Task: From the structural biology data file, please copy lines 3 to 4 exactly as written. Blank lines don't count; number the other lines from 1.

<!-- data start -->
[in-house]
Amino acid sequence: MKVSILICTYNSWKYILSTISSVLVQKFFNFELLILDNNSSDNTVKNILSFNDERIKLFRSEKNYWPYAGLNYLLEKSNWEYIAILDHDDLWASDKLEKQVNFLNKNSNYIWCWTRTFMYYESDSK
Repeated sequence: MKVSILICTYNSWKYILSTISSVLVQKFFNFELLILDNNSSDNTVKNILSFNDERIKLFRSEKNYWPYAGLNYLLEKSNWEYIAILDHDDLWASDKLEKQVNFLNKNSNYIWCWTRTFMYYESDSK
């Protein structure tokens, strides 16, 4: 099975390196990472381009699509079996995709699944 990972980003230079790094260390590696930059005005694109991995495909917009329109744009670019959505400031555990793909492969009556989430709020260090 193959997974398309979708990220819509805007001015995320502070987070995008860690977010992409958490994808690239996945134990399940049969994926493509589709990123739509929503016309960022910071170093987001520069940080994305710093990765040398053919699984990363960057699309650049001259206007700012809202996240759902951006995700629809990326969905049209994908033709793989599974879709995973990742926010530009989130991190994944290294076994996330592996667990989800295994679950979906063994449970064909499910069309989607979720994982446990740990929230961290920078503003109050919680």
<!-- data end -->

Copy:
Repeated sequence: MKVSILICTYNSWKYILSTISSVLVQKFFNFELLILDNNSSDNTVKNILSFNDERIKLFRSEKNYWPYAGLNYLLEKSNWEYIAILDHDDLWASDKLEKQVNFLNKNSNYIWCWTRTFMYYESDSK
């Protein structure tokens, strides 16, 4: 099975390196990472381009699509079996995709699944 990972980003230079790094260390590696930059005005694109991995495909917009329109744009670019959505400031555990793909492969009556989430709020260090 193959997974398309979708990220819509805007001015995320502070987070995008860690977010992409958490994808690239996945134990399940049969994926493509589709990123739509929503016309960022910071170093987001520069940080994305710093990765040398053919699984990363960057699309650049001259206007700012809202996240759902951006995700629809990326969905049209994908033709793989599974879709995973990742926010530009989130991190994944290294076994996330592996667990989800295994679950979906063994449970064909499910069309989607979720994982446990740990929230961290920078503003109050919680």